So how long should it take to write a 10 page paper? When we were students, it was something that might take weeks. But as professionals we know that all we need to do is find out the main idea of 20 articles and explain them in a paragraph each, and then write an intro and conclusion… and at that point we might be at 8 or 9 pages. After that, we can add several paragraphs while we proofread and revise. A 10 page paper can be written in just a few hours if the writer is efficient.
I never start by writing an outline of my paper! Why should I commit to an outline? That is the sort of thing that makes people think it takes a long time to write a paper. Students write an outline and then begin a "scavenger hunt" for articles that will support their ideas. This is wrong. An experienced writer can put together a brilliant research paper very quickly as long as they use this approach:
Start by reading a relevant article. Write a paragraph about it. Read another article. Write a paragraph about it.
Continuing this process, and sometimes I find an article that contradicts or affirms what was said in a different article; sometimes I find an article that makes a point that seems related to the articles about which I have already written paragraphs, and when that happens it's possible to write a few paragraphs with analysis and comparison of them.
How about some final "words of wisdom" you would offer from your experience as a freelance essay writer?
One very important lesson I learned involves staying in good communication with the client. Sometimes they get carried away and want me to email them every day. The clients think it takes me several weeks to write a paper, just like it takes them several weeks. They don't realize I can write 20+ pages per day if I have to. They think quality will be lacking if I don't work a little each day for a damn month. BUT I still reply to their emails. Rather than getting no reply, it's better for clients to get something like this:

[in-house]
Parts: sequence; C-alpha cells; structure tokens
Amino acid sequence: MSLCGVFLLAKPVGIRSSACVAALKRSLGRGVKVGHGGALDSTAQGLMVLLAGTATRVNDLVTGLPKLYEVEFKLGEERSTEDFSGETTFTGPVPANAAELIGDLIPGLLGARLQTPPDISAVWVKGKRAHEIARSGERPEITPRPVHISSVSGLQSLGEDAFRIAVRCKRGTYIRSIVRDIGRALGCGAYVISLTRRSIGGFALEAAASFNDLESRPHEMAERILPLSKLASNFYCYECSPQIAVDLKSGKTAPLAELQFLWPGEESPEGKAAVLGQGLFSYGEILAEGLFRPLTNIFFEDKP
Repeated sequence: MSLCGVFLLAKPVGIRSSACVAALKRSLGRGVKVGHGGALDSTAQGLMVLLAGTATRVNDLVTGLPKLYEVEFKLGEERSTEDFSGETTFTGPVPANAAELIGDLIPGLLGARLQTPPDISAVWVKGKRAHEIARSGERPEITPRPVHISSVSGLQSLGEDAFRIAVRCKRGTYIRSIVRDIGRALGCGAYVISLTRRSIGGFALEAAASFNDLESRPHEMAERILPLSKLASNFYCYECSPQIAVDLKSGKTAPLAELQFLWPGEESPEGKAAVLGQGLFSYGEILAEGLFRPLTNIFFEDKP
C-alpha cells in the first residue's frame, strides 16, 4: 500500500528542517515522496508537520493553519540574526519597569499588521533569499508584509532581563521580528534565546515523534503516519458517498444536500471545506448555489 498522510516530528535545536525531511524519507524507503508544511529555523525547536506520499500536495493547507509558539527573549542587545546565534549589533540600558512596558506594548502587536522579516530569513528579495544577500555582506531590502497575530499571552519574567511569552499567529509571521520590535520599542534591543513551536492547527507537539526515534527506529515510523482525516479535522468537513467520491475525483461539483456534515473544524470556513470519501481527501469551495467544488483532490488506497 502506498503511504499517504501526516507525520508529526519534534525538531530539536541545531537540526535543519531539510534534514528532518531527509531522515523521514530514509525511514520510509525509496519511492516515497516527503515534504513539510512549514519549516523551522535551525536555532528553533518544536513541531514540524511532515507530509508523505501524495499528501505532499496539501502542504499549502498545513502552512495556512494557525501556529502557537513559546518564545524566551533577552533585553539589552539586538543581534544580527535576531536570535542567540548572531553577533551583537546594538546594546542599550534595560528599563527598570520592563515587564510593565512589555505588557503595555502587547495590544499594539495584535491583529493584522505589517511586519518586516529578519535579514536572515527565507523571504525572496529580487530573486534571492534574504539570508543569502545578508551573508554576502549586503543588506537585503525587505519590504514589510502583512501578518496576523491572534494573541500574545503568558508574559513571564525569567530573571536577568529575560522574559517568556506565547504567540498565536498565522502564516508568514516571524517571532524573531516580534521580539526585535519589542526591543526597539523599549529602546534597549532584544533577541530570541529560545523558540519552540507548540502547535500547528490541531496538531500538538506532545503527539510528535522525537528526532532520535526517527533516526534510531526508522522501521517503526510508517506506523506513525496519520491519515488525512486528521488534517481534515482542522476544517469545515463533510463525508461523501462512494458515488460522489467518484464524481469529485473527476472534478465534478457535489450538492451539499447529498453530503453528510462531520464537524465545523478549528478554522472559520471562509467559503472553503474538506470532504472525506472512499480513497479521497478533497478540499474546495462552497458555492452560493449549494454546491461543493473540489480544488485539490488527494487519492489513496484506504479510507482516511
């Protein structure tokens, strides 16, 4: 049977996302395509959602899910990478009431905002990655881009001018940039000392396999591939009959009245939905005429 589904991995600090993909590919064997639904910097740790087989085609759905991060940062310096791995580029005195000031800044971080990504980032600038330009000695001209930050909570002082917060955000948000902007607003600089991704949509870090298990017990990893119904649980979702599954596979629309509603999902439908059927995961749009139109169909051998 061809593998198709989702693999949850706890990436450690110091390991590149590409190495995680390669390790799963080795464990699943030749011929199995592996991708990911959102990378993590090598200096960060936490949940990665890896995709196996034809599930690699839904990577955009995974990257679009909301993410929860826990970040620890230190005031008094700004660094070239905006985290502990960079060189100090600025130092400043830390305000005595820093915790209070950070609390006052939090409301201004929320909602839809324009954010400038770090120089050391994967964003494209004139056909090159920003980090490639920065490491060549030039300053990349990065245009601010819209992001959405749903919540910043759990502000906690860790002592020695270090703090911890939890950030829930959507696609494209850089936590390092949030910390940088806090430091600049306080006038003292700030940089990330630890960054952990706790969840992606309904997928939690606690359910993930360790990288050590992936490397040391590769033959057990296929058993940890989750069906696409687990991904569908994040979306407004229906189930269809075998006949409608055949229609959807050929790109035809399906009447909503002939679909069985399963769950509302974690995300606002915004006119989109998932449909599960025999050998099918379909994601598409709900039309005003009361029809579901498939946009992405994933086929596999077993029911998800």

I can only discuss the direction the paper is taking when it is near completion. It's a work in progress, and I hope you trust that I'm going to do my best.
Thanks for these ideas. I'm adding them to my notes so I can see them while I work on the project. I don't have anything new to tell you right now because I'm still collecting sources and planning the paper.
It doesn't matter what I say, really. They do not even know what they are expecting me to say. However, I can make them feel good if I apply the principles of neurolinguistic programming (google it!). When I include the words "feel good" in a sentence, it actually makes people feel good. It's called an "embedded command" i.e. a command embedded in the sentence. "It's getting late. Do you feel okay about letting me send at noon tomorrow so that I can do one last revision and make sure it's exactly right?" Here, the embedded command "feel okay" affects the reader's mind, and the suggestion that it will be exactly right puts them at ease. They absolutely do want to give me an extension until morning! The mind wants to be put at ease, so I use subtle suggestions that invite it to do so.
The most important point is: I'll never ignore the customer's emails, even when the client is unhappy or unreasonable. In fact, that's when it is most important because a prompt reply counteracts the negative beliefs their mind is trying to form. Sometimes I want to ignore them because I haven't even thought about beginning their paper yet! But I'll just be blunt if necessary and tell them professional writers do not write papers little-by-little in the agonizing process students typically use. We prepare for several weeks sometimes, and then we write up the report. If I ignore the emails, they will get an idea that I am a slacker, and they'll have a self-fulfilling prophecy that they will not like the paper.
Random writer: /writer-janet